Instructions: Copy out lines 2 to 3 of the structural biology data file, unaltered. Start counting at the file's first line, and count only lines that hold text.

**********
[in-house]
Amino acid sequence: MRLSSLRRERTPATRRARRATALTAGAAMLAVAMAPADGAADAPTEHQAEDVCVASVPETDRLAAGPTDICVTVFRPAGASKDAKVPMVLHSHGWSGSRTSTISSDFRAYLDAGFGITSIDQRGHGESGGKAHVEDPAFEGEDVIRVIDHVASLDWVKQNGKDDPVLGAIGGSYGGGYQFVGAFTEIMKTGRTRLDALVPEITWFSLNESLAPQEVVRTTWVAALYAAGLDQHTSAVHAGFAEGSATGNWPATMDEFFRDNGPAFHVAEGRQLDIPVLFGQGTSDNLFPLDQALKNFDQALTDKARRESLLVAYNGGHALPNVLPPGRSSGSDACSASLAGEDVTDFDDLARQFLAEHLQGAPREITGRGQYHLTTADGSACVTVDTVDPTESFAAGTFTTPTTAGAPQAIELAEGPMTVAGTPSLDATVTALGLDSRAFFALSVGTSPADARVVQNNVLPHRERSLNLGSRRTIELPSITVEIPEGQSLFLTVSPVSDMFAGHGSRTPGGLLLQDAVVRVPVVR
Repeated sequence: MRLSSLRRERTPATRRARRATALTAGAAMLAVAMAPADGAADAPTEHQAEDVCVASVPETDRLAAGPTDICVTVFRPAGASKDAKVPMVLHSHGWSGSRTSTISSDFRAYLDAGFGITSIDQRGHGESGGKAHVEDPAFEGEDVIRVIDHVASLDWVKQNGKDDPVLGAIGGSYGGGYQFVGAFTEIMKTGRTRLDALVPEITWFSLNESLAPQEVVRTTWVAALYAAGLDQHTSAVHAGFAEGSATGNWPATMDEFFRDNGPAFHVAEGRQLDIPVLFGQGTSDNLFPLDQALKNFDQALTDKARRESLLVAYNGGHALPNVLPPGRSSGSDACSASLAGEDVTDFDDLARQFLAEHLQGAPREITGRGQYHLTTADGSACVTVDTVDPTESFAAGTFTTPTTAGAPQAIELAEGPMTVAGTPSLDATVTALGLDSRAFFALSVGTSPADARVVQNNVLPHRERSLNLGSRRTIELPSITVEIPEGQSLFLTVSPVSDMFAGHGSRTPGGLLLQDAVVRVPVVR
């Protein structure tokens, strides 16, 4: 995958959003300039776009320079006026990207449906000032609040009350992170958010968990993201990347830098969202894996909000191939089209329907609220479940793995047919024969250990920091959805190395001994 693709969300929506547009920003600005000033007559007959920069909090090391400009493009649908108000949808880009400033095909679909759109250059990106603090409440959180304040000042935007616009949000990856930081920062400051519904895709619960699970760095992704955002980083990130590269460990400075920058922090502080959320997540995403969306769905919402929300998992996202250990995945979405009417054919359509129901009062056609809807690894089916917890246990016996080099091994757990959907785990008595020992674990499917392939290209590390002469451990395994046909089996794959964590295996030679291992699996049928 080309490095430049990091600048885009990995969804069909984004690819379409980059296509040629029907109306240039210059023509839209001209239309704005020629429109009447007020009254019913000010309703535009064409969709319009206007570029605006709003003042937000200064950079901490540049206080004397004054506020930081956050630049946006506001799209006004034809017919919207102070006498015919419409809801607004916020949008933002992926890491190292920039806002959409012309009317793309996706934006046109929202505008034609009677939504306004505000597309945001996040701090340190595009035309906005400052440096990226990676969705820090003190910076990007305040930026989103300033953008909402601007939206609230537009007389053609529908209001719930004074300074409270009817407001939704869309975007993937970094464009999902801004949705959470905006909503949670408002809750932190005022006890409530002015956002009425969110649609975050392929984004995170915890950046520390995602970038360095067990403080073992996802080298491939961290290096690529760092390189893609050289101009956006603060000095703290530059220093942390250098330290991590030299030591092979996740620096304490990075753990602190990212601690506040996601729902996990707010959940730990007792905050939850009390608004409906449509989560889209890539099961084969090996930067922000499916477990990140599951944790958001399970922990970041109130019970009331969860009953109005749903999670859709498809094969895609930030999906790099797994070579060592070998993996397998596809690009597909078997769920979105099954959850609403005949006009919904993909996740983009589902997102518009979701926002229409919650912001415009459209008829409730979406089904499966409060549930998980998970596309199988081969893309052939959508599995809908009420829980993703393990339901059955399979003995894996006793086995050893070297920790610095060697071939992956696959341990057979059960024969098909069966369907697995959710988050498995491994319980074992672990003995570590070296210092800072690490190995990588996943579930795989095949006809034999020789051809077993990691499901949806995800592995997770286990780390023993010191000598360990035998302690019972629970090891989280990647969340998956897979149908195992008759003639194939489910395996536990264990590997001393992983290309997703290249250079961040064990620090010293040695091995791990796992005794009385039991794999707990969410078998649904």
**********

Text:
Amino acid sequence: MRLSSLRRERTPATRRARRATALTAGAAMLAVAMAPADGAADAPTEHQAEDVCVASVPETDRLAAGPTDICVTVFRPAGASKDAKVPMVLHSHGWSGSRTSTISSDFRAYLDAGFGITSIDQRGHGESGGKAHVEDPAFEGEDVIRVIDHVASLDWVKQNGKDDPVLGAIGGSYGGGYQFVGAFTEIMKTGRTRLDALVPEITWFSLNESLAPQEVVRTTWVAALYAAGLDQHTSAVHAGFAEGSATGNWPATMDEFFRDNGPAFHVAEGRQLDIPVLFGQGTSDNLFPLDQALKNFDQALTDKARRESLLVAYNGGHALPNVLPPGRSSGSDACSASLAGEDVTDFDDLARQFLAEHLQGAPREITGRGQYHLTTADGSACVTVDTVDPTESFAAGTFTTPTTAGAPQAIELAEGPMTVAGTPSLDATVTALGLDSRAFFALSVGTSPADARVVQNNVLPHRERSLNLGSRRTIELPSITVEIPEGQSLFLTVSPVSDMFAGHGSRTPGGLLLQDAVVRVPVVR
Repeated sequence: MRLSSLRRERTPATRRARRATALTAGAAMLAVAMAPADGAADAPTEHQAEDVCVASVPETDRLAAGPTDICVTVFRPAGASKDAKVPMVLHSHGWSGSRTSTISSDFRAYLDAGFGITSIDQRGHGESGGKAHVEDPAFEGEDVIRVIDHVASLDWVKQNGKDDPVLGAIGGSYGGGYQFVGAFTEIMKTGRTRLDALVPEITWFSLNESLAPQEVVRTTWVAALYAAGLDQHTSAVHAGFAEGSATGNWPATMDEFFRDNGPAFHVAEGRQLDIPVLFGQGTSDNLFPLDQALKNFDQALTDKARRESLLVAYNGGHALPNVLPPGRSSGSDACSASLAGEDVTDFDDLARQFLAEHLQGAPREITGRGQYHLTTADGSACVTVDTVDPTESFAAGTFTTPTTAGAPQAIELAEGPMTVAGTPSLDATVTALGLDSRAFFALSVGTSPADARVVQNNVLPHRERSLNLGSRRTIELPSITVEIPEGQSLFLTVSPVSDMFAGHGSRTPGGLLLQDAVVRVPVVR